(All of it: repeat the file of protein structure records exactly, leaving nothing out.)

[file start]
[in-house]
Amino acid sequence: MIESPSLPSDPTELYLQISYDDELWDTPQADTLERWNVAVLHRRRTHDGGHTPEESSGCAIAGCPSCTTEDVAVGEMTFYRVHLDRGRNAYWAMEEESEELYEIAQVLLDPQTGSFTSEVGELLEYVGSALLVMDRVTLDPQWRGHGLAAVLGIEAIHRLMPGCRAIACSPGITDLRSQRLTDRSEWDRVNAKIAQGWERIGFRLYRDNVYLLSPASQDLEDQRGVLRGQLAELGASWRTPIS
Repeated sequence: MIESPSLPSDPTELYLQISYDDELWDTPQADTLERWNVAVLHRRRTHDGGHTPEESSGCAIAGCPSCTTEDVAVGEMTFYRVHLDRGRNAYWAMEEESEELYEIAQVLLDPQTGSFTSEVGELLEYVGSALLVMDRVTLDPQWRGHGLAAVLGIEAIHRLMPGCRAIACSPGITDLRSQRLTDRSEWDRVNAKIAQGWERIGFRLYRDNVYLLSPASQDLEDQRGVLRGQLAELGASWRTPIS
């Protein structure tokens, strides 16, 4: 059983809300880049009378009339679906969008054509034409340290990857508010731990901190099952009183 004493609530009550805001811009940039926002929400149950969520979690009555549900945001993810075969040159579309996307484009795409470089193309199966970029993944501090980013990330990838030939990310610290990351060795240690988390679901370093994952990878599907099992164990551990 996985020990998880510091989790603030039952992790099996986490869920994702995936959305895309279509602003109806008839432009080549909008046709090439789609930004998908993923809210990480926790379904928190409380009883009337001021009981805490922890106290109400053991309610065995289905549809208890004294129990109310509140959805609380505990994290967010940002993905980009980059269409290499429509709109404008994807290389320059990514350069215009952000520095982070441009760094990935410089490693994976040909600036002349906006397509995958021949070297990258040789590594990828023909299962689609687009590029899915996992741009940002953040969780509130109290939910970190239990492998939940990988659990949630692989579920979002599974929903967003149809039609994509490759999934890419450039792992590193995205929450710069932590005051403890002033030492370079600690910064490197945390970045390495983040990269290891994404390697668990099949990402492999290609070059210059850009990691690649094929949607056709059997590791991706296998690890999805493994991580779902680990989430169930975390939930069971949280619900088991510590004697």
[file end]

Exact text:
[in-house]
Amino acid sequence: MIESPSLPSDPTELYLQISYDDELWDTPQADTLERWNVAVLHRRRTHDGGHTPEESSGCAIAGCPSCTTEDVAVGEMTFYRVHLDRGRNAYWAMEEESEELYEIAQVLLDPQTGSFTSEVGELLEYVGSALLVMDRVTLDPQWRGHGLAAVLGIEAIHRLMPGCRAIACSPGITDLRSQRLTDRSEWDRVNAKIAQGWERIGFRLYRDNVYLLSPASQDLEDQRGVLRGQLAELGASWRTPIS
Repeated sequence: MIESPSLPSDPTELYLQISYDDELWDTPQADTLERWNVAVLHRRRTHDGGHTPEESSGCAIAGCPSCTTEDVAVGEMTFYRVHLDRGRNAYWAMEEESEELYEIAQVLLDPQTGSFTSEVGELLEYVGSALLVMDRVTLDPQWRGHGLAAVLGIEAIHRLMPGCRAIACSPGITDLRSQRLTDRSEWDRVNAKIAQGWERIGFRLYRDNVYLLSPASQDLEDQRGVLRGQLAELGASWRTPIS
């Protein structure tokens, strides 16, 4: 059983809300880049009378009339679906969008054509034409340290990857508010731990901190099952009183 004493609530009550805001811009940039926002929400149950969520979690009555549900945001993810075969040159579309996307484009795409470089193309199966970029993944501090980013990330990838030939990310610290990351060795240690988390679901370093994952990878599907099992164990551990 996985020990998880510091989790603030039952992790099996986490869920994702995936959305895309279509602003109806008839432009080549909008046709090439789609930004998908993923809210990480926790379904928190409380009883009337001021009981805490922890106290109400053991309610065995289905549809208890004294129990109310509140959805609380505990994290967010940002993905980009980059269409290499429509709109404008994807290389320059990514350069215009952000520095982070441009760094990935410089490693994976040909600036002349906006397509995958021949070297990258040789590594990828023909299962689609687009590029899915996992741009940002953040969780509130109290939910970190239990492998939940990988659990949630692989579920979002599974929903967003149809039609994509490759999934890419450039792992590193995205929450710069932590005051403890002033030492370079600690910064490197945390970045390495983040990269290891994404390697668990099949990402492999290609070059210059850009990691690649094929949607056709059997590791991706296998690890999805493994991580779902680990989430169930975390939930069971949280619900088991510590004697």